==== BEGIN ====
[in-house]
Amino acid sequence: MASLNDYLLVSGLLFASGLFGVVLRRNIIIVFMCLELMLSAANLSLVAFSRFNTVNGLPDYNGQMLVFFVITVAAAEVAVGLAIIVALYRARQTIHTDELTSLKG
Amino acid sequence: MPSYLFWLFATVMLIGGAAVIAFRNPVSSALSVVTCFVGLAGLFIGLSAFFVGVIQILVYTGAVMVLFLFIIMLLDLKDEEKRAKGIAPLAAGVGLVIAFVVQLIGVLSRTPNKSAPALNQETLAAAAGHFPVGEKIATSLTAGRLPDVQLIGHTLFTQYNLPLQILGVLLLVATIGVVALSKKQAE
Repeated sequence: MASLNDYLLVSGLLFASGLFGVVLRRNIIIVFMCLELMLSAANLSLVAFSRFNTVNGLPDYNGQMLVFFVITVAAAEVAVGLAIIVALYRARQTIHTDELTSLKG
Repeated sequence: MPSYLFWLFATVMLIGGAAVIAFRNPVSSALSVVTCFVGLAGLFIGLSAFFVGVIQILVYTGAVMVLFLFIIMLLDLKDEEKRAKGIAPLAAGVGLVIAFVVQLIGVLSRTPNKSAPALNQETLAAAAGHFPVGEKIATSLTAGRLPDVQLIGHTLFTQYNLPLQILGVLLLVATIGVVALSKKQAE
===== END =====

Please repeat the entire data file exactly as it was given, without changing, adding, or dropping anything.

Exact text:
[in-house]
Amino acid sequence: MASLNDYLLVSGLLFASGLFGVVLRRNIIIVFMCLELMLSAANLSLVAFSRFNTVNGLPDYNGQMLVFFVITVAAAEVAVGLAIIVALYRARQTIHTDELTSLKG
Amino acid sequence: MPSYLFWLFATVMLIGGAAVIAFRNPVSSALSVVTCFVGLAGLFIGLSAFFVGVIQILVYTGAVMVLFLFIIMLLDLKDEEKRAKGIAPLAAGVGLVIAFVVQLIGVLSRTPNKSAPALNQETLAAAAGHFPVGEKIATSLTAGRLPDVQLIGHTLFTQYNLPLQILGVLLLVATIGVVALSKKQAE
Repeated sequence: MASLNDYLLVSGLLFASGLFGVVLRRNIIIVFMCLELMLSAANLSLVAFSRFNTVNGLPDYNGQMLVFFVITVAAAEVAVGLAIIVALYRARQTIHTDELTSLKG
Repeated sequence: MPSYLFWLFATVMLIGGAAVIAFRNPVSSALSVVTCFVGLAGLFIGLSAFFVGVIQILVYTGAVMVLFLFIIMLLDLKDEEKRAKGIAPLAAGVGLVIAFVVQLIGVLSRTPNKSAPALNQETLAAAAGHFPVGEKIATSLTAGRLPDVQLIGHTLFTQYNLPLQILGVLLLVATIGVVALSKKQAE